Did I mention I’m also the steward for our household pets? I feed our dog and two cats, cleaning their food bowls and freshening their water from the Brita pitcher kept cold in the refrigerator. On the third floor, I check the cats’ litter box.
Daisy, our dog, is looking at me sideways. Crescents of white visible around her dark brown eyes indicate she’s ready for her morning walk, which will take an hour. The vet said she needs more exercise. Like me, she’s been putting on a little weight. I, of course, am the only one who walks her.
Silly me, I almost forgot the three fish, although it’s hard to ignore them when their tank water is a cloudy, phosphorescent green. Time to change the water. The fish must be scooped out, the sides of the tank scrubbed, and the filter changed. I keep prepared water on hand for these moments. One magic drop of something for every half-gallon. Never use plain tap water. Instant death.
Keeping with the theme of mindful pet care, I never buy pet food on sale at Market Basket. Daisy, although a dog, is grain-free. Only certified corn, wheat, and pesticide-free Organix from Whole Foods will do. The cats have been on prescription food, available only at the vet’s office, since they were kittens. Something about crystals in their urine and other unmentionables. Nasty business.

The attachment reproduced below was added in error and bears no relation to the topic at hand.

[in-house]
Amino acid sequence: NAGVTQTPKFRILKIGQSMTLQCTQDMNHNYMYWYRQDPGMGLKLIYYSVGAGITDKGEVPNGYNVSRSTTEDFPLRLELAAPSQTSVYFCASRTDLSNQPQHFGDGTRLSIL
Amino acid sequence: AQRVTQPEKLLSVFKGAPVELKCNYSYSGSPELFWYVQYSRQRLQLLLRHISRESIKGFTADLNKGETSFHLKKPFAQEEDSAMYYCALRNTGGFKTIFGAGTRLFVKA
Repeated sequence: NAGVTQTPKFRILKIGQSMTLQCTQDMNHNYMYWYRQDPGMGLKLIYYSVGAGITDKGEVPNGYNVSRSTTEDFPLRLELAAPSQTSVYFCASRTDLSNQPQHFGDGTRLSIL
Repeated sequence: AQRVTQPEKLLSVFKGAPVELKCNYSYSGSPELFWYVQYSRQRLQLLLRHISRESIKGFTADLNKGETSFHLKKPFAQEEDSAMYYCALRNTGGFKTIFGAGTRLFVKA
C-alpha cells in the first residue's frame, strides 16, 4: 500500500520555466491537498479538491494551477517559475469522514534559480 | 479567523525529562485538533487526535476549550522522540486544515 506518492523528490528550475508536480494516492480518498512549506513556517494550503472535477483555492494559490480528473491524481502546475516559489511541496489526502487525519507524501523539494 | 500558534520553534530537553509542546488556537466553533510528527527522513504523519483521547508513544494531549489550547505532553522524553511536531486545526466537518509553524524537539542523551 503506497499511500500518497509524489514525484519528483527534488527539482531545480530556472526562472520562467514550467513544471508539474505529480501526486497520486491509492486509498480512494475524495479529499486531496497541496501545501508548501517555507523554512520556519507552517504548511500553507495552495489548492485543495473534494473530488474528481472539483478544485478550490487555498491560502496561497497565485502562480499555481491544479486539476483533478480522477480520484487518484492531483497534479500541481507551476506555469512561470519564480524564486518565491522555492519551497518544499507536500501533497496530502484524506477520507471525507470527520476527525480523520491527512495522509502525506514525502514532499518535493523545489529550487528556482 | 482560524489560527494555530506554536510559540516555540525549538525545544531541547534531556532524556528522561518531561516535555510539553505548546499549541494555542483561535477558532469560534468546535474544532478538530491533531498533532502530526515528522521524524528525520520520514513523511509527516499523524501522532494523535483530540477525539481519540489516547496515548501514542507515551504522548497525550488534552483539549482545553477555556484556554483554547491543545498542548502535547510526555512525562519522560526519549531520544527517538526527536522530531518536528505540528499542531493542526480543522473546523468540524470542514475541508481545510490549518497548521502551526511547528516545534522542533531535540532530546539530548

Despite my conversational efforts and threats to get Dora to embrace egalitarianism and her role as the dutiful daughter, she prefers to retreat into her black hole rather than lending a hand around the house. I should have made her do Scouting. I, however, understand my role and what it means to be a responsible parent. In addition to being prepared, I’m something of a mother hen. Dora says I nag.
I move my computer to the kitchen table so I can write while monitoring the progress of my banana bread. It needs to bake for 50 minutes or until the sides pull away. That measure of doneness must be tracked.
Sitting in the kitchen provides me with a window to the outside. I find natural light conducive to working. Plus, I have a clear sight line to our bird feeder. Nothing is more soothing, especially when you're in the anxious throes of a deadline, than looking at birds flutter and chirp around a feeder full of food.
But where are the birds? Instead of fluttering feathers and busy beaks, there's a bushy tail curling over the top of the feeder. Squirrel, no doubt. I rush out to scare it away. Stubborn thing doesn’t move. Looking closer, I see it has taken a nosedive deep into the feeder and gotten stuck. Not only can’t it move, it’s dead.
Death by Bird Feeder. Hmm...might be a good name for a story. I make a mental note. I also tell myself to never buy this model of bird feeder again.
I’m rattled. I need a break.